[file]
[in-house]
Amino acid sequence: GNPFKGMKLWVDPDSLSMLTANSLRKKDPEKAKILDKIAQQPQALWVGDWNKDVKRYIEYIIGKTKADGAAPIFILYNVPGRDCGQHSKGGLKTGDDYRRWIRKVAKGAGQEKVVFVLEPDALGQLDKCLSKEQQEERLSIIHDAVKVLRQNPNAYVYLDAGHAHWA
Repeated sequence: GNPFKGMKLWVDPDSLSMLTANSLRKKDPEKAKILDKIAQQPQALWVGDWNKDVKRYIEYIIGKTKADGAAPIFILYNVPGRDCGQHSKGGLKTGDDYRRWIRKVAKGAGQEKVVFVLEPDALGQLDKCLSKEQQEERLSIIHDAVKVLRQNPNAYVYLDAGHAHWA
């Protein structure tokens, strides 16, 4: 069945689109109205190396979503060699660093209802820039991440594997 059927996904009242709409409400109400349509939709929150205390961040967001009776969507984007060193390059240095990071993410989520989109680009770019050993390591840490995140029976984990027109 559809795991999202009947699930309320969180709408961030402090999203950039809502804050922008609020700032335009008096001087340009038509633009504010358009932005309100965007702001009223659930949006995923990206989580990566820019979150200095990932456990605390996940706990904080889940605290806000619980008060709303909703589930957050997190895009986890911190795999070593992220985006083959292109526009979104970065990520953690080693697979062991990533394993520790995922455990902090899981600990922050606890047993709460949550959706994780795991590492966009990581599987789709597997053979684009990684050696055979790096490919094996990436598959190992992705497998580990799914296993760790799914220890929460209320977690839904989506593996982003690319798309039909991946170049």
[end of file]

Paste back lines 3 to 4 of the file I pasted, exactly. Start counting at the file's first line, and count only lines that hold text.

Repeated sequence: GNPFKGMKLWVDPDSLSMLTANSLRKKDPEKAKILDKIAQQPQALWVGDWNKDVKRYIEYIIGKTKADGAAPIFILYNVPGRDCGQHSKGGLKTGDDYRRWIRKVAKGAGQEKVVFVLEPDALGQLDKCLSKEQQEERLSIIHDAVKVLRQNPNAYVYLDAGHAHWA
């Protein structure tokens, strides 16, 4: 069945689109109205190396979503060699660093209802820039991440594997 059927996904009242709409409400109400349509939709929150205390961040967001009776969507984007060193390059240095990071993410989520989109680009770019050993390591840490995140029976984990027109 559809795991999202009947699930309320969180709408961030402090999203950039809502804050922008609020700032335009008096001087340009038509633009504010358009932005309100965007702001009223659930949006995923990206989580990566820019979150200095990932456990605390996940706990904080889940605290806000619980008060709303909703589930957050997190895009986890911190795999070593992220985006083959292109526009979104970065990520953690080693697979062991990533394993520790995922455990902090899981600990922050606890047993709460949550959706994780795991590492966009990581599987789709597997053979684009990684050696055979790096490919094996990436598959190992992705497998580990799914296993760790799914220890929460209320977690839904989506593996982003690319798309039909991946170049």